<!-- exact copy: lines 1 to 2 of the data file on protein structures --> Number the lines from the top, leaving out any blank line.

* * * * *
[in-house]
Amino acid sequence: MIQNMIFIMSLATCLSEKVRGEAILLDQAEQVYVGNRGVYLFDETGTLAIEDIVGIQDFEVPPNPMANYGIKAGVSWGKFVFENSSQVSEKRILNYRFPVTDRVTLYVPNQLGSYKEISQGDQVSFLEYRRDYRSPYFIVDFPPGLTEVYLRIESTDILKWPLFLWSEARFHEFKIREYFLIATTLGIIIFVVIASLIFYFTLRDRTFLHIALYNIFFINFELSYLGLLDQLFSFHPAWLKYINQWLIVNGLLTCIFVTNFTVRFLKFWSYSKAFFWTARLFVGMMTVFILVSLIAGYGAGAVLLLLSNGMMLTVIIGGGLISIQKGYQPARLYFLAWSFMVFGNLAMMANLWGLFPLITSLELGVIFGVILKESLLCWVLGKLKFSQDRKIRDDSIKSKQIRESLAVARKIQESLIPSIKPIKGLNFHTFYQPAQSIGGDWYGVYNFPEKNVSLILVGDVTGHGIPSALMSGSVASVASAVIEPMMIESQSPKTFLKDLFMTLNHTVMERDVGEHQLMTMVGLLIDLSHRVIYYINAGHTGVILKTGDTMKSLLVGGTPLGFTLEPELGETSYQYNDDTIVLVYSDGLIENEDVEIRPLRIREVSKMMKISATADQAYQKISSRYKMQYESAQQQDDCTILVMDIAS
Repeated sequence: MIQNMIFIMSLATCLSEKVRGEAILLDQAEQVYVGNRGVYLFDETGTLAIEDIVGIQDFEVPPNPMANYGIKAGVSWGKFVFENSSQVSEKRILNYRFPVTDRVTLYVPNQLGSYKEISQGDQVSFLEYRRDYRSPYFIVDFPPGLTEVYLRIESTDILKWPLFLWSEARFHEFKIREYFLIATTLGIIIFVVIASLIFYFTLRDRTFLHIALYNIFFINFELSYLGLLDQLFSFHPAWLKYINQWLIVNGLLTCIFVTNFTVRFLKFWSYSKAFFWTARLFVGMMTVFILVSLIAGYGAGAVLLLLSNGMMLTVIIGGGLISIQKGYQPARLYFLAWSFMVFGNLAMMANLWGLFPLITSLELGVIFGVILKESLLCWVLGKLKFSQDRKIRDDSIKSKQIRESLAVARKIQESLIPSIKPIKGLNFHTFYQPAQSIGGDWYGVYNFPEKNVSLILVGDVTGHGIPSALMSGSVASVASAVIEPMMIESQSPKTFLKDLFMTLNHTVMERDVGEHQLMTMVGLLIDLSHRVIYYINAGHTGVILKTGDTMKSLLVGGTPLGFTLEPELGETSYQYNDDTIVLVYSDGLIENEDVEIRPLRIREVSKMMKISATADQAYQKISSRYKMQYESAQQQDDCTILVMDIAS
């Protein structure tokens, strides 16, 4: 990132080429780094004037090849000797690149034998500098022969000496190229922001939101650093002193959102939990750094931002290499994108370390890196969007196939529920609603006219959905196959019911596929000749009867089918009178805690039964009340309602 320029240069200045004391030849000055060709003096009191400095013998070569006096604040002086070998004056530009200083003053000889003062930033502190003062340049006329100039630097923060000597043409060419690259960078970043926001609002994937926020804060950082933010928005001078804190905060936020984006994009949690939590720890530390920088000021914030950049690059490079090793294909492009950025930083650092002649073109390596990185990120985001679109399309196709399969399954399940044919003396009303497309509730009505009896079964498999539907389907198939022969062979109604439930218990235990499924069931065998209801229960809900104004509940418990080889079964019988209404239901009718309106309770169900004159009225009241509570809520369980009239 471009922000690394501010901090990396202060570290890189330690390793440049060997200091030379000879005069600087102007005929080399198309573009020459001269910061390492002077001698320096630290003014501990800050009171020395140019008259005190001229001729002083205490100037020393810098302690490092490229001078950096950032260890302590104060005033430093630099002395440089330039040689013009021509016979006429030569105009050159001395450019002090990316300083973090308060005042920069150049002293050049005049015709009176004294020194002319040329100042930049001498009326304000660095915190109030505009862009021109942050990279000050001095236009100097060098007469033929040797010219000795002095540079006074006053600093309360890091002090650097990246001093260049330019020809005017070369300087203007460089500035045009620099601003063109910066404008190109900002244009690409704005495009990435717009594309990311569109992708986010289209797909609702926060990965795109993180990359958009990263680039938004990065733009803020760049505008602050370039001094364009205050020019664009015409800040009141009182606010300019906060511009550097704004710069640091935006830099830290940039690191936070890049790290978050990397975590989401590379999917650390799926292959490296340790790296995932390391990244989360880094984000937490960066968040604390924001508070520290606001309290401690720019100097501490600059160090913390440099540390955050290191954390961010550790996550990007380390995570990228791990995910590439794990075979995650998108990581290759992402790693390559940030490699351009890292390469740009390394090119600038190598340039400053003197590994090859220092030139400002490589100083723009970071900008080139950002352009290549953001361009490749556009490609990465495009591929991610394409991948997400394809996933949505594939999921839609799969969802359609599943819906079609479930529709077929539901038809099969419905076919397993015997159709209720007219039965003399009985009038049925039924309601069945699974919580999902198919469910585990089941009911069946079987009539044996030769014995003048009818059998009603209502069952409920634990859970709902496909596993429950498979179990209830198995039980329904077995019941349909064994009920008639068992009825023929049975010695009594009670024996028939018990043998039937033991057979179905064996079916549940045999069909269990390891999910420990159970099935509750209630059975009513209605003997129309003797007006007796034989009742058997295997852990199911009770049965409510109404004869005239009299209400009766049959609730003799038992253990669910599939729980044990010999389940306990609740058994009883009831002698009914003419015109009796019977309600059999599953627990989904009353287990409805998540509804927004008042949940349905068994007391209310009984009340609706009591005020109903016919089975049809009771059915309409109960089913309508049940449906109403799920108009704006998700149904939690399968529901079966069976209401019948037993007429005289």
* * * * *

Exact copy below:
[in-house]
Amino acid sequence: MIQNMIFIMSLATCLSEKVRGEAILLDQAEQVYVGNRGVYLFDETGTLAIEDIVGIQDFEVPPNPMANYGIKAGVSWGKFVFENSSQVSEKRILNYRFPVTDRVTLYVPNQLGSYKEISQGDQVSFLEYRRDYRSPYFIVDFPPGLTEVYLRIESTDILKWPLFLWSEARFHEFKIREYFLIATTLGIIIFVVIASLIFYFTLRDRTFLHIALYNIFFINFELSYLGLLDQLFSFHPAWLKYINQWLIVNGLLTCIFVTNFTVRFLKFWSYSKAFFWTARLFVGMMTVFILVSLIAGYGAGAVLLLLSNGMMLTVIIGGGLISIQKGYQPARLYFLAWSFMVFGNLAMMANLWGLFPLITSLELGVIFGVILKESLLCWVLGKLKFSQDRKIRDDSIKSKQIRESLAVARKIQESLIPSIKPIKGLNFHTFYQPAQSIGGDWYGVYNFPEKNVSLILVGDVTGHGIPSALMSGSVASVASAVIEPMMIESQSPKTFLKDLFMTLNHTVMERDVGEHQLMTMVGLLIDLSHRVIYYINAGHTGVILKTGDTMKSLLVGGTPLGFTLEPELGETSYQYNDDTIVLVYSDGLIENEDVEIRPLRIREVSKMMKISATADQAYQKISSRYKMQYESAQQQDDCTILVMDIAS